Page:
VS.

VS.

It’s an royal rumble! Marvel unleashed their A-team on DC’s caped crusader and the battle between who was the best rages on. Personally, I have liked all three of the blockbuster superhero films that have smashed their way into theaters this summer but I’m going to have to go with The Dark Knight Rises being my favorite. What can I say? I’m a Batman fan! Anyways, I hope everyone has loved the Anti-Film School’s July Superhero Takeover. There are a few more reviews on the way in these final days of the month so stay tuned. A review of Hellboy II: The Golden Army will be up tomorrow. In the meanwhile, let us know what you favorite was! Everyone has an opinion.

Hellboy (2004)

by Steve Habrat

I wish that audiences paid more attention to visionary director Guillermo del Toro’s 2004 superhero film Hellboy, a funky and gothic monster mash that practically explodes with creativity. Based on Mike Mignola’s Dark Horse comic book of the same name, Hellboy seems like an absurd premise but because del Toro gives his ragtag group of ghouls a human heart, the film becomes a real charmer. Credit should also go to Ron Pearlman’s performance as the big red crime fighter who loves a good cigar, has a hopeless crush on a colleague, weakens at the knees for a Baby Ruth, and just can’t resist a kitten. While many may not be able to wrap their heads around a demonic superhero, Hellboy rewards those who will give him a chance with tons of monster-on-monster brawls, nightmarish critters who prowl the subways of New York City, and plenty of quirky one liners to really allow Hellboy himself to come to life. Oh, and did I mention young love? While Hellboy hasn’t aged particularly well since its release, del Toro keeps things timeless by his use of tons of outstanding make-up and icky puppets that will simultaneously make your skin crawl and give you nightmares. Not bad for a comic book movie.

Hellboy begins during the final days World War II, taking us to a stormy island off the coast of Scotland where a handful of American soldiers and the young Professor Broom (Played by John Hurt) are spying on a small band of Nazi soldiers performing a strange occult ritual that would awaken “The Seven Gods of Chaos”, monstrous creatures that slumber in another dimension. This ritual is being led by Grigori Rasputin (Played by Karel Roden), his mistress, Ilsa (Played by Bridget Hodson), and monitored by the gas-masked Kroenen (Played by Ladislav Beran), Hitler’s top assassin. The American soldiers attack half way through the ritual and stop the Nazi’s before any dangerous creatures get through the portal that has been opened. Rasputin manages to get sucked through the portal and shrapnel kills Kroenen, or so the Americans think, but the world is saved from annihilation. As the soldiers and Professor Broom explore the site, they discover a strange little creature that is all red and has a massive stone hand. Professor Broom determines that the creature means no harm and begins looking after the little fella. The soldiers decide to name the creature “Hellboy” due to his bizarre and demonic appearance. Fast-forward to present day where adult Hellboy (Played by Ron Pearlman) works for a super secret organization called the Bureau for Paranormal Research and Defense.  With the help of the psychic amphibious humanoid Abe Sapien (Played by Doug Jones), beautiful pyrokinetic Liz Sherman (Played by Selma Blair), rookie agent John Meyers (Played by Rupert Evans), and Professor Broom, Hellboy battles bizarre critters that mean to unleash destruction on Earth.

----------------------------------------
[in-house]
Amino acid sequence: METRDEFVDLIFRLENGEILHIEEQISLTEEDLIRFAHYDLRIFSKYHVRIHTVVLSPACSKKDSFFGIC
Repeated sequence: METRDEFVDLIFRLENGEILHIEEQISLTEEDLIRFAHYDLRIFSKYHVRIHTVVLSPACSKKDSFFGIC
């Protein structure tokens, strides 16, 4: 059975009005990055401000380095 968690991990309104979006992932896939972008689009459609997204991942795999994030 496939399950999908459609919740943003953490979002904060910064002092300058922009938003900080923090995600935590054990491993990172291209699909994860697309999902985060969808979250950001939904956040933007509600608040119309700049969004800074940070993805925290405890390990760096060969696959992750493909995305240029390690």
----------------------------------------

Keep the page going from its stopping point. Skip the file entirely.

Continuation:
Hellboy wins the audience over instantly with Ron Pearlman’s devoted performance as Hellboy, a towering man-child who files his horns down to fit in with society, something that he never sees yet longs for. He ends up grounded by Professor Broom for sneaking out of the underground facility he calls his home and having a picture snapped of him, which inevitably ends up on the news. Debates rage over the existence of Hellboy on talk shows, all theories debunked by Tom Manning (Played by Jeffery Tambor), a grouchy FBI Director who loathes the big red beast. It is a blast when Hellboy sneaks out on Halloween to meet up with Liz, who has checked herself in to a mental institution after multiple accidents that involve her fiery ability. He steals a six-pack and begs Liz to have a good time but she is reluctant, which deflates the lovable oaf. It is in these little moments that we really find ourselves rooting for Hellboy, even more than we do when he is rumbling with a drooling demonic creature with tentacles slithering out of its head. In fact, his job almost looks like it gets on his nerves and is just a giant inconvenience. Things really get tough for Hellboy when Meyers begins moving in on Liz, a move that drives Hellboy bonkers. This sets a knee-slapping immature rivalry into motion that culminates in Hellboy, who has a chocolate chip cooking dangling from his mouth, tossing stones at Meyers, who is trying the old yawn and stretch trick to put his arm around Liz. Boys will be boys!